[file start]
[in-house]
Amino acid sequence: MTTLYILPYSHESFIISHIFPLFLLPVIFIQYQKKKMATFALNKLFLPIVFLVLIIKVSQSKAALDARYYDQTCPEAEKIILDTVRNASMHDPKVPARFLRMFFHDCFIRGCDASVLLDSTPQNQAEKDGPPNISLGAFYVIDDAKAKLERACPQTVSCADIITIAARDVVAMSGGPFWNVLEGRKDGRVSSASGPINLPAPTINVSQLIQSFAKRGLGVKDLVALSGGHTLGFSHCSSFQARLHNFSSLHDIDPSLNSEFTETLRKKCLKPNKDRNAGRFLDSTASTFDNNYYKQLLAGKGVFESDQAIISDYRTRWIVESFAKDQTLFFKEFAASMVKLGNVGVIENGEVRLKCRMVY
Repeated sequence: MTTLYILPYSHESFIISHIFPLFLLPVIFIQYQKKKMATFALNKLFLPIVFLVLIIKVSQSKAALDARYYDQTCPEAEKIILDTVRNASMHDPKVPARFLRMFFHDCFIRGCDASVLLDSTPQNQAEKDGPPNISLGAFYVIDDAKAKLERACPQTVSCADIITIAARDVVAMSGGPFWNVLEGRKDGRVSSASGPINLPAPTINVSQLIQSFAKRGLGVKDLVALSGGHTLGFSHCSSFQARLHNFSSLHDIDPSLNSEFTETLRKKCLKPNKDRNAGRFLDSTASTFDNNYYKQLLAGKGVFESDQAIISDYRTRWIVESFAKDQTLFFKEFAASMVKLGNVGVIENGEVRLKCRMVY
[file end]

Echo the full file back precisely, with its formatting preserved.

[in-house]
Amino acid sequence: MTTLYILPYSHESFIISHIFPLFLLPVIFIQYQKKKMATFALNKLFLPIVFLVLIIKVSQSKAALDARYYDQTCPEAEKIILDTVRNASMHDPKVPARFLRMFFHDCFIRGCDASVLLDSTPQNQAEKDGPPNISLGAFYVIDDAKAKLERACPQTVSCADIITIAARDVVAMSGGPFWNVLEGRKDGRVSSASGPINLPAPTINVSQLIQSFAKRGLGVKDLVALSGGHTLGFSHCSSFQARLHNFSSLHDIDPSLNSEFTETLRKKCLKPNKDRNAGRFLDSTASTFDNNYYKQLLAGKGVFESDQAIISDYRTRWIVESFAKDQTLFFKEFAASMVKLGNVGVIENGEVRLKCRMVY
Repeated sequence: MTTLYILPYSHESFIISHIFPLFLLPVIFIQYQKKKMATFALNKLFLPIVFLVLIIKVSQSKAALDARYYDQTCPEAEKIILDTVRNASMHDPKVPARFLRMFFHDCFIRGCDASVLLDSTPQNQAEKDGPPNISLGAFYVIDDAKAKLERACPQTVSCADIITIAARDVVAMSGGPFWNVLEGRKDGRVSSASGPINLPAPTINVSQLIQSFAKRGLGVKDLVALSGGHTLGFSHCSSFQARLHNFSSLHDIDPSLNSEFTETLRKKCLKPNKDRNAGRFLDSTASTFDNNYYKQLLAGKGVFESDQAIISDYRTRWIVESFAKDQTLFFKEFAASMVKLGNVGVIENGEVRLKCRMVY